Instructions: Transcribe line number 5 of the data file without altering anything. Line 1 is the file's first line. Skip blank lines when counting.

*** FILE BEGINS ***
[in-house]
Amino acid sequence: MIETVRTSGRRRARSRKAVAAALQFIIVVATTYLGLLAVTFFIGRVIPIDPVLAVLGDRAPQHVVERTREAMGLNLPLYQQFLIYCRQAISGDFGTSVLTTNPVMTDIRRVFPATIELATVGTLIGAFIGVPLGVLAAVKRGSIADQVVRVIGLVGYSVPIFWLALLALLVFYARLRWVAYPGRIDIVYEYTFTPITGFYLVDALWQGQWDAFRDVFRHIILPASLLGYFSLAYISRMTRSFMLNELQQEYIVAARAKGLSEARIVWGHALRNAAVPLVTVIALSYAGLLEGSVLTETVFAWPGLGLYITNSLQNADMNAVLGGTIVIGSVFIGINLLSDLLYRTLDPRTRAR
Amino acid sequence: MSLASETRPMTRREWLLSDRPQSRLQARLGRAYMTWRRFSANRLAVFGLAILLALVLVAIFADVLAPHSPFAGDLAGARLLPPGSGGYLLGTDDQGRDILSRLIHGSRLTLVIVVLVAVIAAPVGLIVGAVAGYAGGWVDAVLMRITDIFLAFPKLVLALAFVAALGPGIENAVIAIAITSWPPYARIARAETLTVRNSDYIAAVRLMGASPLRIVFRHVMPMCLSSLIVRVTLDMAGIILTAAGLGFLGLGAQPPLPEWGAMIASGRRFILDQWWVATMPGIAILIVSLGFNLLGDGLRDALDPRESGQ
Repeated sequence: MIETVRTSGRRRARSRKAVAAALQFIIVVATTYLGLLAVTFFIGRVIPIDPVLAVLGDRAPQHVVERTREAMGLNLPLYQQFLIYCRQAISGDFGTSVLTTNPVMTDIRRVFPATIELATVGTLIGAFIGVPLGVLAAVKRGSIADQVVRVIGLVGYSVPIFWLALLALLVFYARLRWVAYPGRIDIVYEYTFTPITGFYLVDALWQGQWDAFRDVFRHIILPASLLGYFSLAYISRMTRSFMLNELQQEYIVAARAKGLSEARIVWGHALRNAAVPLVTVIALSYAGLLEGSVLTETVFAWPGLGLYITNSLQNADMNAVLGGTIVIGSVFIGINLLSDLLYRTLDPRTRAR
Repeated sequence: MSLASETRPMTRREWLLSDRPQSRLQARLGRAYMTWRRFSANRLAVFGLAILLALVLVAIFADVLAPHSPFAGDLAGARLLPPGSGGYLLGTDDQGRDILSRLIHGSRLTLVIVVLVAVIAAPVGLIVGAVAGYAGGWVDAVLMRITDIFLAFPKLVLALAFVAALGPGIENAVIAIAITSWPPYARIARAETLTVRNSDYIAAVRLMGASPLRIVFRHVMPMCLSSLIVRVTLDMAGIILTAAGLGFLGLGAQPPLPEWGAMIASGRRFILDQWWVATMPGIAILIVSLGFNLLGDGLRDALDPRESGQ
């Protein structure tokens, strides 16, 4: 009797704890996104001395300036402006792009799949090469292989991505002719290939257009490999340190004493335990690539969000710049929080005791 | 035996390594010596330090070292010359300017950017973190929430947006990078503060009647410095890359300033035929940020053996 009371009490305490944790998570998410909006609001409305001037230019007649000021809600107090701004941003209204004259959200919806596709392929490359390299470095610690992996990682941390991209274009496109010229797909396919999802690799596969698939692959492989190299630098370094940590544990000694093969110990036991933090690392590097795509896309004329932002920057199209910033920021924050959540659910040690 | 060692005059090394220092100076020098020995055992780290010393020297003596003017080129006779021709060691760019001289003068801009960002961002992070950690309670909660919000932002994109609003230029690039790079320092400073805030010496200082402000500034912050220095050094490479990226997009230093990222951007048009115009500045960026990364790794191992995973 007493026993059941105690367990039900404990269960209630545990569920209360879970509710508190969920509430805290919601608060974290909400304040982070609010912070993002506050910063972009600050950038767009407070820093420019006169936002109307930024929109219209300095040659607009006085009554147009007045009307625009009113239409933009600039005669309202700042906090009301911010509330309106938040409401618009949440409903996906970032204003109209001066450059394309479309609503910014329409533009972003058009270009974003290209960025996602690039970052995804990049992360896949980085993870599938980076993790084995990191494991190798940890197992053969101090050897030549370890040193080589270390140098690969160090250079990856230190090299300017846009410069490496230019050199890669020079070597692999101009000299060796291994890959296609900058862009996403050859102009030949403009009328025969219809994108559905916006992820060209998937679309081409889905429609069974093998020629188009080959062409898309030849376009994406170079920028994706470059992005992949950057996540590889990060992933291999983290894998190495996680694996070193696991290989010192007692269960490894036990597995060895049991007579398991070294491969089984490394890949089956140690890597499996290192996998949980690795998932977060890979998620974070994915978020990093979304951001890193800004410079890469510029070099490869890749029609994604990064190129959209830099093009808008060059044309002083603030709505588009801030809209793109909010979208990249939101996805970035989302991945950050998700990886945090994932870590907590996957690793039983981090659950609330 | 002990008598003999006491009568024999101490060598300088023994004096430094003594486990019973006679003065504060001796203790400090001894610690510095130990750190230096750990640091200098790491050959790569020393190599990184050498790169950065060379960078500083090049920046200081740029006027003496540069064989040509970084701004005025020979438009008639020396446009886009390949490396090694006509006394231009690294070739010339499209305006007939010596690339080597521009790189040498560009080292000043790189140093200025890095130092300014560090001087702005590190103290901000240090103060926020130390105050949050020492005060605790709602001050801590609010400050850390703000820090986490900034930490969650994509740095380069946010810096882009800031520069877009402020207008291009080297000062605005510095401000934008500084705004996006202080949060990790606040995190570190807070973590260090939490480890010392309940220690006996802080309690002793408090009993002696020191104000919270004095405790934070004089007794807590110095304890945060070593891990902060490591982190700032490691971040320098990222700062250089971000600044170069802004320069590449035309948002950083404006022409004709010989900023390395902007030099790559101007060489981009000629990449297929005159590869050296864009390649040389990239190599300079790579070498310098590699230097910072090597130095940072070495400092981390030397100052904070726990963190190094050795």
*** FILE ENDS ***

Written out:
Repeated sequence: MSLASETRPMTRREWLLSDRPQSRLQARLGRAYMTWRRFSANRLAVFGLAILLALVLVAIFADVLAPHSPFAGDLAGARLLPPGSGGYLLGTDDQGRDILSRLIHGSRLTLVIVVLVAVIAAPVGLIVGAVAGYAGGWVDAVLMRITDIFLAFPKLVLALAFVAALGPGIENAVIAIAITSWPPYARIARAETLTVRNSDYIAAVRLMGASPLRIVFRHVMPMCLSSLIVRVTLDMAGIILTAAGLGFLGLGAQPPLPEWGAMIASGRRFILDQWWVATMPGIAILIVSLGFNLLGDGLRDALDPRESGQ